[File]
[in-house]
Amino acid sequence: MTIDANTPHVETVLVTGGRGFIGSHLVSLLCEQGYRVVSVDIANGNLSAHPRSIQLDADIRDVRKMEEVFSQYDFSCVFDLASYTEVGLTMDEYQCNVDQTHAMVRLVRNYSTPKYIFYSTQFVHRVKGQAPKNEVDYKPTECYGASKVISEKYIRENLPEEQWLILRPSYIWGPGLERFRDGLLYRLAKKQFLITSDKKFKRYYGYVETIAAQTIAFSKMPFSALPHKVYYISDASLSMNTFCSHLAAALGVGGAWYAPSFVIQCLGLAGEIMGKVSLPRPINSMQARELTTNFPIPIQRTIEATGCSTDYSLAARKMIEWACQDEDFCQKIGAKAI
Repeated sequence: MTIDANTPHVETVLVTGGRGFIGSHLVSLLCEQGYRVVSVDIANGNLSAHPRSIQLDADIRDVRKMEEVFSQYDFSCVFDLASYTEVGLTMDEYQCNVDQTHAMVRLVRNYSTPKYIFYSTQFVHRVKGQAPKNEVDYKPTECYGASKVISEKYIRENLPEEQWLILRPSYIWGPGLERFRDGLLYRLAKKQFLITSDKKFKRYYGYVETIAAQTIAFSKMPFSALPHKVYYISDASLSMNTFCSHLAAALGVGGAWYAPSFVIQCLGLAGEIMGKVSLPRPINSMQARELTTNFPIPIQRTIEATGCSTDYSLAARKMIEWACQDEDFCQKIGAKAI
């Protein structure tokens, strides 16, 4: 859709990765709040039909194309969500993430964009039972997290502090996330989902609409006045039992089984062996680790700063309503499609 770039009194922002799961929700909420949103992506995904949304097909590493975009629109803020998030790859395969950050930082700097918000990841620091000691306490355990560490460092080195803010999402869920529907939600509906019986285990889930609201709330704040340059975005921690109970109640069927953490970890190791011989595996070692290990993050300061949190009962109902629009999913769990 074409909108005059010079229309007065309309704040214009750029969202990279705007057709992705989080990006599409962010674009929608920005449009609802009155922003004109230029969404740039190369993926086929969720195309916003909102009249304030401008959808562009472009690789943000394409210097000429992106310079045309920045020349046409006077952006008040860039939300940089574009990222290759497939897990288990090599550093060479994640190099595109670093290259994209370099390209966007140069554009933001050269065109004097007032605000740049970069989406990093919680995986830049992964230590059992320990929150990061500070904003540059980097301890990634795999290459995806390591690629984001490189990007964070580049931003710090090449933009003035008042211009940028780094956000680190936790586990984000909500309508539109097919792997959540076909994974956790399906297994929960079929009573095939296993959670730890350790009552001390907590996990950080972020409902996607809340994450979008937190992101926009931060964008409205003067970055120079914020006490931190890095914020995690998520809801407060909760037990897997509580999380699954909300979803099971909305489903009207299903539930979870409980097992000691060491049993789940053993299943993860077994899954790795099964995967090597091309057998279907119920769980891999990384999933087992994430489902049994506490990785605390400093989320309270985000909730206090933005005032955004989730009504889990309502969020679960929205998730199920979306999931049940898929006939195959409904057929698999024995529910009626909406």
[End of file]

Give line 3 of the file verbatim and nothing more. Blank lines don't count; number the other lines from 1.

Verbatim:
Repeated sequence: MTIDANTPHVETVLVTGGRGFIGSHLVSLLCEQGYRVVSVDIANGNLSAHPRSIQLDADIRDVRKMEEVFSQYDFSCVFDLASYTEVGLTMDEYQCNVDQTHAMVRLVRNYSTPKYIFYSTQFVHRVKGQAPKNEVDYKPTECYGASKVISEKYIRENLPEEQWLILRPSYIWGPGLERFRDGLLYRLAKKQFLITSDKKFKRYYGYVETIAAQTIAFSKMPFSALPHKVYYISDASLSMNTFCSHLAAALGVGGAWYAPSFVIQCLGLAGEIMGKVSLPRPINSMQARELTTNFPIPIQRTIEATGCSTDYSLAARKMIEWACQDEDFCQKIGAKAI